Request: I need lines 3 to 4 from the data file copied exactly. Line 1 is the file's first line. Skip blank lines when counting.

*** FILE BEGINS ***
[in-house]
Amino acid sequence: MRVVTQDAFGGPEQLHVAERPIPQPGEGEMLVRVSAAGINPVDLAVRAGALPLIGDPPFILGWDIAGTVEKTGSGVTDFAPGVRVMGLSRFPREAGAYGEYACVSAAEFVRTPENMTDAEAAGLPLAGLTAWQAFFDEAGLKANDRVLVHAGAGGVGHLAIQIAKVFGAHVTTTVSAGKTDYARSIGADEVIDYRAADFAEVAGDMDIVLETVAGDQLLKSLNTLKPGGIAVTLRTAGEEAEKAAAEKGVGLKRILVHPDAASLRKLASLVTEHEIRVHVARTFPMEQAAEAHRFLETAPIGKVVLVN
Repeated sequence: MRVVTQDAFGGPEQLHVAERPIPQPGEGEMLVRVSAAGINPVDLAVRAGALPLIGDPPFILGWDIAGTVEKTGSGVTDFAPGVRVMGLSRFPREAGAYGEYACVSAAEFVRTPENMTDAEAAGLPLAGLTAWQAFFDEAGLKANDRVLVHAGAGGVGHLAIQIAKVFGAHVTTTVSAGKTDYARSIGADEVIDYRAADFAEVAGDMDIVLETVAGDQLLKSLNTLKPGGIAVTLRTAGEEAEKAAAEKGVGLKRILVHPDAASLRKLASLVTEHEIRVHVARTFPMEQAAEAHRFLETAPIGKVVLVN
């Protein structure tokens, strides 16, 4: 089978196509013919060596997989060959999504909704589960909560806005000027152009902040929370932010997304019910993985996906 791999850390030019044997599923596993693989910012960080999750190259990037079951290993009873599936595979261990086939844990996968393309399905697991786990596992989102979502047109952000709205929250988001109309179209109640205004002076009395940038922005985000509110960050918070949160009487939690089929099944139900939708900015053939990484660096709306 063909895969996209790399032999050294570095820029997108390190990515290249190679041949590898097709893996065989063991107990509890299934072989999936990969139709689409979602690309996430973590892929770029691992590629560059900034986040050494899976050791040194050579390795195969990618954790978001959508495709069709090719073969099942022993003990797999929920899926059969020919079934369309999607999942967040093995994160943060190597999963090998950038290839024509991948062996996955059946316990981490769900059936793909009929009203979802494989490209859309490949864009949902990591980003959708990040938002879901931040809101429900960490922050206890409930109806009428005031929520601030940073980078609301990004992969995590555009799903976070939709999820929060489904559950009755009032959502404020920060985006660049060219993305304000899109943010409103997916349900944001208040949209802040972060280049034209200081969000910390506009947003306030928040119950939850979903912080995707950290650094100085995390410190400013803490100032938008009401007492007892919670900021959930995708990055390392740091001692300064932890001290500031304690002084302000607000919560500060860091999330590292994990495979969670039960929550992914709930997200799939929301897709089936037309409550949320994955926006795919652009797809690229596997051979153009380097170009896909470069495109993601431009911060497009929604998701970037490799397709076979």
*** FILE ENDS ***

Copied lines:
Repeated sequence: MRVVTQDAFGGPEQLHVAERPIPQPGEGEMLVRVSAAGINPVDLAVRAGALPLIGDPPFILGWDIAGTVEKTGSGVTDFAPGVRVMGLSRFPREAGAYGEYACVSAAEFVRTPENMTDAEAAGLPLAGLTAWQAFFDEAGLKANDRVLVHAGAGGVGHLAIQIAKVFGAHVTTTVSAGKTDYARSIGADEVIDYRAADFAEVAGDMDIVLETVAGDQLLKSLNTLKPGGIAVTLRTAGEEAEKAAAEKGVGLKRILVHPDAASLRKLASLVTEHEIRVHVARTFPMEQAAEAHRFLETAPIGKVVLVN
């Protein structure tokens, strides 16, 4: 089978196509013919060596997989060959999504909704589960909560806005000027152009902040929370932010997304019910993985996906 791999850390030019044997599923596993693989910012960080999750190259990037079951290993009873599936595979261990086939844990996968393309399905697991786990596992989102979502047109952000709205929250988001109309179209109640205004002076009395940038922005985000509110960050918070949160009487939690089929099944139900939708900015053939990484660096709306 063909895969996209790399032999050294570095820029997108390190990515290249190679041949590898097709893996065989063991107990509890299934072989999936990969139709689409979602690309996430973590892929770029691992590629560059900034986040050494899976050791040194050579390795195969990618954790978001959508495709069709090719073969099942022993003990797999929920899926059969020919079934369309999607999942967040093995994160943060190597999963090998950038290839024509991948062996996955059946316990981490769900059936793909009929009203979802494989490209859309490949864009949902990591980003959708990040938002879901931040809101429900960490922050206890409930109806009428005031929520601030940073980078609301990004992969995590555009799903976070939709999820929060489904559950009755009032959502404020920060985006660049060219993305304000899109943010409103997916349900944001208040949209802040972060280049034209200081969000910390506009947003306030928040119950939850979903912080995707950290650094100085995390410190400013803490100032938008009401007492007892919670900021959930995708990055390392740091001692300064932890001290500031304690002084302000607000919560500060860091999330590292994990495979969670039960929550992914709930997200799939929301897709089936037309409550949320994955926006795919652009797809690229596997051979153009380097170009896909470069495109993601431009911060497009929604998701970037490799397709076979």